You don’t currently have any notifications
Fantasy football drafts probably don’t make much sense to non-fantasy football-playing NFL fans. In real-life football, RBs are the least valued skill position. They are paid the least. They aren’t prioritized in the NFL Draft. They often play in committees, and most are out of their prime once their rookie contracts expire.
So why are RBs usually the first five players selected in fantasy drafts? Why are 20 WRs and 21 RBs ranked ahead of superstar QB Patrick Mahomes in the FantasyPros expert consensus ranking (ECR)? Why is Baltimore Ravens WR Rashod Bateman (515 career receiving yards) drafted on average before Tom Brady (the “GOAT”)? Seriously, why?
The reason we as fantasy managers draft how we draft is the production disparity between and within fantasy football positions. Some positions have a greater depth of players who produce mid to high-end numbers, while other positions don’t. Therefore, when supply is low, demand is high, and vice versa.
Fantasy football-tiered rankings factor in and account for this positional disparity. However, as helpful as tiered rankings are, they don’t indicate how significant of a drop-off there is between tiers. For example, what’s the true difference between the RB1 and a tier-3 RB in rankings? No one knows for certain how players will perform in the future, so the best we can do is look at historical positional finishes and use those as guidelines for setting our expectations for future performances.
In 2021, the RB1 scored 373.1 points, and the RB10 scored 229.1 points in PPR formats. This means that the RB10 only matched 61.4% of the production of the RB1. That’s significant. The RB1 was close to twice as valuable as the RB10 last season, yet both players are labeled as RB1s, which is misleading for fantasy managers. Understanding the production disparity between and within positions is critical for making informed draft-day decisions that will maximize the overall value of the roster you construct.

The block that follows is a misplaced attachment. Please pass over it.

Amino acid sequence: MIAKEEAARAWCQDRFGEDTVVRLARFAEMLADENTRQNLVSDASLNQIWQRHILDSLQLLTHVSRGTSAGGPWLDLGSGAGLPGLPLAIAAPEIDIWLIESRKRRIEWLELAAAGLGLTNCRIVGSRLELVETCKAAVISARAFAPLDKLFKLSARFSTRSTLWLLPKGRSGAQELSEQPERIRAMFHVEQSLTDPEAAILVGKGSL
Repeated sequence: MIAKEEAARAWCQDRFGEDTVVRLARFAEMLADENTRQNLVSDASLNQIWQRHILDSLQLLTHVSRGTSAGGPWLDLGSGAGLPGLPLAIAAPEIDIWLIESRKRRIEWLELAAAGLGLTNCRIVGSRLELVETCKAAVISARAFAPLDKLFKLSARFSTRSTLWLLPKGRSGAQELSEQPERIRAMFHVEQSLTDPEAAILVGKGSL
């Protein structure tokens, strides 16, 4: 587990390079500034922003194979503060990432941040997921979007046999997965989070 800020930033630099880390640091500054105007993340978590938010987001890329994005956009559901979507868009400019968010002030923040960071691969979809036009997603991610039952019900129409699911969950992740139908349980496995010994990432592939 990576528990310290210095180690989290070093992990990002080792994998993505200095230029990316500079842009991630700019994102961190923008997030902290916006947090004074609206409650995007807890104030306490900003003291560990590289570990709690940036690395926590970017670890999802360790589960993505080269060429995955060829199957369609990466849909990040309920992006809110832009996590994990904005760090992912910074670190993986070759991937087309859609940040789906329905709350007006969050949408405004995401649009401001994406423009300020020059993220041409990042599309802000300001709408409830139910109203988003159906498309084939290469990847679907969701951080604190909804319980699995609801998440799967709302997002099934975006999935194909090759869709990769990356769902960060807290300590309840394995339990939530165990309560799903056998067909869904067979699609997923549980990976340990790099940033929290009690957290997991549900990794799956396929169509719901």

It needs to be noted that pre-draft fantasy rankings don’t perfectly predict future outcomes. For example, the player drafted as the 10th RB may finish as the RB1, but with so much information available these days, fantasy analysts continue to be more and more accurate with their player rankings. So as fantasy rankings become more accurate, it becomes more important to have a deeper understanding of positional disparities to maintain an edge over the fantasy managers in your league who don’t prepare but print off the FantasyPros ECR to reference on draft day.
The following table was developed to help make sense of the positional production disparity in fantasy football. The table lists the average total points scored for the top 30 players at each position from 2019 through 2021 (e.g., the QB5 finishes during the last three seasons were 346.8, 376.4 and 332.5 points, so it’s a 351.9 point average for the QB5). The percentage assigned to each position rank indicates how closely that player matched the top overall player at their position’s fantasy production. For instance, the QB5 matched 84.7% of the QB1’s point total on average during the last three seasons. These percentages paint a clear picture of the production disparity within our game.
Subscribe: Apple Podcasts | Spotify | Google Podcasts | Stitcher | SoundCloud | iHeartRadio
If you want to dive deeper into fantasy football, be sure to check out our award-winning slate of Fantasy Football Tools as you navigate your season. From our Start/Sit Assistant – which provides your optimal lineup based on accurate consensus projections – to our Waiver Wire Assistant – which allows you to quickly see which available players will improve your team and by how much – we’ve got you covered this fantasy football season.
© Copyright 2010- FantasyPros.com
Do Not Sell My Personal Information